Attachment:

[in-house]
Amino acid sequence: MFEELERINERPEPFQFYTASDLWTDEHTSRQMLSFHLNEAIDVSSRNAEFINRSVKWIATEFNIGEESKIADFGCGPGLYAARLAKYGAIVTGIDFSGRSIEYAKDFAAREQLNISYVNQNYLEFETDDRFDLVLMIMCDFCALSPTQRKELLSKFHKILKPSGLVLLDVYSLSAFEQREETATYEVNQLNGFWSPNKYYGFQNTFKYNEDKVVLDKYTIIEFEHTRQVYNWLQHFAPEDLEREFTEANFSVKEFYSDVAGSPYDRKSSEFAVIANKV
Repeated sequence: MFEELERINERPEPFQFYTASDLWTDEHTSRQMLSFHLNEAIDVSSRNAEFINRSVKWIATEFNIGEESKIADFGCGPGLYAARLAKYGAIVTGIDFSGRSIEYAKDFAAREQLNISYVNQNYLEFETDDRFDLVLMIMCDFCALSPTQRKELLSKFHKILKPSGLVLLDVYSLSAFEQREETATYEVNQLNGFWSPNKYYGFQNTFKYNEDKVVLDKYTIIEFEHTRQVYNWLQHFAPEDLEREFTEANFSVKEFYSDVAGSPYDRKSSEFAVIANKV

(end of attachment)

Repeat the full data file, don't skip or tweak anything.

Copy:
[in-house]
Amino acid sequence: MFEELERINERPEPFQFYTASDLWTDEHTSRQMLSFHLNEAIDVSSRNAEFINRSVKWIATEFNIGEESKIADFGCGPGLYAARLAKYGAIVTGIDFSGRSIEYAKDFAAREQLNISYVNQNYLEFETDDRFDLVLMIMCDFCALSPTQRKELLSKFHKILKPSGLVLLDVYSLSAFEQREETATYEVNQLNGFWSPNKYYGFQNTFKYNEDKVVLDKYTIIEFEHTRQVYNWLQHFAPEDLEREFTEANFSVKEFYSDVAGSPYDRKSSEFAVIANKV
Repeated sequence: MFEELERINERPEPFQFYTASDLWTDEHTSRQMLSFHLNEAIDVSSRNAEFINRSVKWIATEFNIGEESKIADFGCGPGLYAARLAKYGAIVTGIDFSGRSIEYAKDFAAREQLNISYVNQNYLEFETDDRFDLVLMIMCDFCALSPTQRKELLSKFHKILKPSGLVLLDVYSLSAFEQREETATYEVNQLNGFWSPNKYYGFQNTFKYNEDKVVLDKYTIIEFEHTRQVYNWLQHFAPEDLEREFTEANFSVKEFYSDVAGSPYDRKSSEFAVIANKV